REVIEW: Salem Fires - Demo

By Mike Ventarola

Chain Border

If one were to take Sarah Brightman and Kate Bush, mix them up and then put the vocals with a goth band, it would undoubtedly sound something like Salem Fires. The band, like many others in the underground, has undergone some transitions with performers. The present lineup became a full incarnation in March 2002 though they have been around since 2000. The guitar driven and lyrical melodies are clearly rooted in dark roots of goth and may remind some of Mors Syphilitica, who initiated the hybrid of operatic female vocals layered over dark rock. On the European coast, however, Salem Fires has been compared to Scandinavian rock bands such as Nightwish because of their hard-hitting guitar licks and classical-style vocals.

Take Me opens with the smoldering goth rock chords that simply destine some tracks to the pinnacle of underground success. The lyrical lamentation is descriptive and bittersweet. Lost Inside brings us to the introspective parameter of seeking out more in our lives and finding that one is simply a "ghost moving in the motion of a daily life." Requiem Aeternum utilized Latin texts by Abbess Hildegard vonBingen (1141 AD) which was interspersed with the English lyrics. In spite of the morose leanings, the track is one of hope that better days are ahead.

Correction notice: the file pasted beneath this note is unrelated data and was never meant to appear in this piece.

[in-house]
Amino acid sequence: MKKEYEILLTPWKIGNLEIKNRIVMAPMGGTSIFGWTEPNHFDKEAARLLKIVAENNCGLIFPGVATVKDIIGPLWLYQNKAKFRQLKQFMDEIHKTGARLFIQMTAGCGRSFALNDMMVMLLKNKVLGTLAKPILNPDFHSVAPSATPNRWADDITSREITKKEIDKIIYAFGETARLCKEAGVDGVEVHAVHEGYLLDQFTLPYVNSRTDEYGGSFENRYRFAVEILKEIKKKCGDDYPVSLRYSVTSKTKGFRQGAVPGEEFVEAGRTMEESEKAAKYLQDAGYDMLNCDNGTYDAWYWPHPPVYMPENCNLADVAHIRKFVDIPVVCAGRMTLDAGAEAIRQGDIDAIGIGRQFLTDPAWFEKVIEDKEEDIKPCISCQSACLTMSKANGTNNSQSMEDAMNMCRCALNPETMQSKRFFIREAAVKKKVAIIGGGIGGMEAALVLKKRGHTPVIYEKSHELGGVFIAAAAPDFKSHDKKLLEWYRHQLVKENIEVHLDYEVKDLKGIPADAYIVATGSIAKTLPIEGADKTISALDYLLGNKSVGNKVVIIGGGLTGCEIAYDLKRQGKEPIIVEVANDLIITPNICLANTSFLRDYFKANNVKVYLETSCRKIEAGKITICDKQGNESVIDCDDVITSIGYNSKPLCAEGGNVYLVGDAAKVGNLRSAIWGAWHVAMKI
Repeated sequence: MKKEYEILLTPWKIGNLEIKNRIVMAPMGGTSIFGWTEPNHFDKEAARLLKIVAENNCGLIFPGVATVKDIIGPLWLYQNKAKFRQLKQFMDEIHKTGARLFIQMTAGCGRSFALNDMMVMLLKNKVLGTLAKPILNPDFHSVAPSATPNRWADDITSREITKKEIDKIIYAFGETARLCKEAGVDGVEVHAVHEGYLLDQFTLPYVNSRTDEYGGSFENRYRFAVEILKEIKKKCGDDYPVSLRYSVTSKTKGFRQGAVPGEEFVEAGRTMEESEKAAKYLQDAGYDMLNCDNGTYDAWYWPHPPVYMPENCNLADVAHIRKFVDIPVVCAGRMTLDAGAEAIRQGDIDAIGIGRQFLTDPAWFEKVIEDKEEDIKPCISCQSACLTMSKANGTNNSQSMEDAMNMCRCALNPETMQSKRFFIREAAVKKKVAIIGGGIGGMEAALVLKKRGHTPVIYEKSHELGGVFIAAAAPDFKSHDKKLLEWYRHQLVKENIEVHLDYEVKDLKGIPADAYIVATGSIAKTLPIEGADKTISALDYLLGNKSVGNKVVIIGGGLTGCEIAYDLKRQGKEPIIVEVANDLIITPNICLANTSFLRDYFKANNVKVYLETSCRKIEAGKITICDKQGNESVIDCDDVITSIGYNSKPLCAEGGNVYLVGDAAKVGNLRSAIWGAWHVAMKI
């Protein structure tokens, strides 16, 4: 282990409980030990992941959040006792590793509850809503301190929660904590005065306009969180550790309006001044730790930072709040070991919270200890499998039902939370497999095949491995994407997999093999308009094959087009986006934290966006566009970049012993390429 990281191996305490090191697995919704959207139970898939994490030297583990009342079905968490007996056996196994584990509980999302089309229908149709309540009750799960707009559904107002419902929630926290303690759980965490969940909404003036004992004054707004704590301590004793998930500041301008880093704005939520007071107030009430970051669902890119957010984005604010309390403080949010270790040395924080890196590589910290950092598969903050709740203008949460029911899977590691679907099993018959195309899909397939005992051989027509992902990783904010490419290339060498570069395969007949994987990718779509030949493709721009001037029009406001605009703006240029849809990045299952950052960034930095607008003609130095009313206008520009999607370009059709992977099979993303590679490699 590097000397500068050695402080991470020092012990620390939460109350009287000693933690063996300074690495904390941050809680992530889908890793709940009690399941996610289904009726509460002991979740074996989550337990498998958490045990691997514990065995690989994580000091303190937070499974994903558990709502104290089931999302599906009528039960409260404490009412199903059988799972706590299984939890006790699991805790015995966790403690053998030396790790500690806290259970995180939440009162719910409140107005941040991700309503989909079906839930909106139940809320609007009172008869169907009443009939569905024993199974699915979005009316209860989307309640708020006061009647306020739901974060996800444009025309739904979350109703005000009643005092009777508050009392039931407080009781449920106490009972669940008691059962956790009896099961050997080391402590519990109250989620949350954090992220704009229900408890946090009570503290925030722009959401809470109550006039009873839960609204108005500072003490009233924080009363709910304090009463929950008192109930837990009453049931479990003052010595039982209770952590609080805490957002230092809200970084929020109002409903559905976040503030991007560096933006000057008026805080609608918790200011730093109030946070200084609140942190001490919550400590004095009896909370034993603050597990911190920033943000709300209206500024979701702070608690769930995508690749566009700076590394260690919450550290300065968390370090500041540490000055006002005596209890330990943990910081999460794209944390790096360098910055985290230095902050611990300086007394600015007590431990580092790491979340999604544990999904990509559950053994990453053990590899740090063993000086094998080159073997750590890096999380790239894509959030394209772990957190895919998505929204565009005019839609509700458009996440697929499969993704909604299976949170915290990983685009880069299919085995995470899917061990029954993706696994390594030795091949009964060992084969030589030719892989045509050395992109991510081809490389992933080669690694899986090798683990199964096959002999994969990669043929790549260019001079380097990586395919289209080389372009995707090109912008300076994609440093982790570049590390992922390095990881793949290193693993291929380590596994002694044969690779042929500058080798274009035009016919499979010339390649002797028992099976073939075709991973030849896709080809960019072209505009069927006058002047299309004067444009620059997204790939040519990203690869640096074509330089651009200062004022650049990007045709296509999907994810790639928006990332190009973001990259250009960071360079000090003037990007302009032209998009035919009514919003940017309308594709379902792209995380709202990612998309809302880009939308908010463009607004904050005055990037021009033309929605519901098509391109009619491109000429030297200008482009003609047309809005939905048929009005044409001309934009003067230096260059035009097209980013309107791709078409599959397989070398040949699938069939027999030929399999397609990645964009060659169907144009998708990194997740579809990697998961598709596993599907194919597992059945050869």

Nightfall slows the pace down with a bit more structured orchestration at the intro. This is a track of washing away the past while succumbing to the seductive charms of a satyr-like lover. Fin de la Vie adds a bit of vinyl scratching to sound as though it is a recording that has been played continuously during one's mournful reverie. The booming sound then takes over where we are in the midst of one who is longing for the lost lover despite many others who have come and gone. There seems to be no respite from the grief while the heart mourns for the love one cannot have. Eden's Winter is lyrically interesting simply because it delves into a topic about a lover who seems emotionally shut down. One doesn't often find tracks of this nature in the underground, as many are first person centered on love and longing. This track, however, delves into the frustration of loving one who cannot seem to open up emotionally.

There is a lot of lyrical poetry within Salem Fires, along with soaring operatic vocals and tight guitar driven melodies. Fans of Mors Syphilitica will undoubtedly find this band yet another respite from the deep male vocals that have dominated the underground world. Even though this was a demo recording, it is not known if a full CD is forthcoming. Information and updates about the band can be found on their website.

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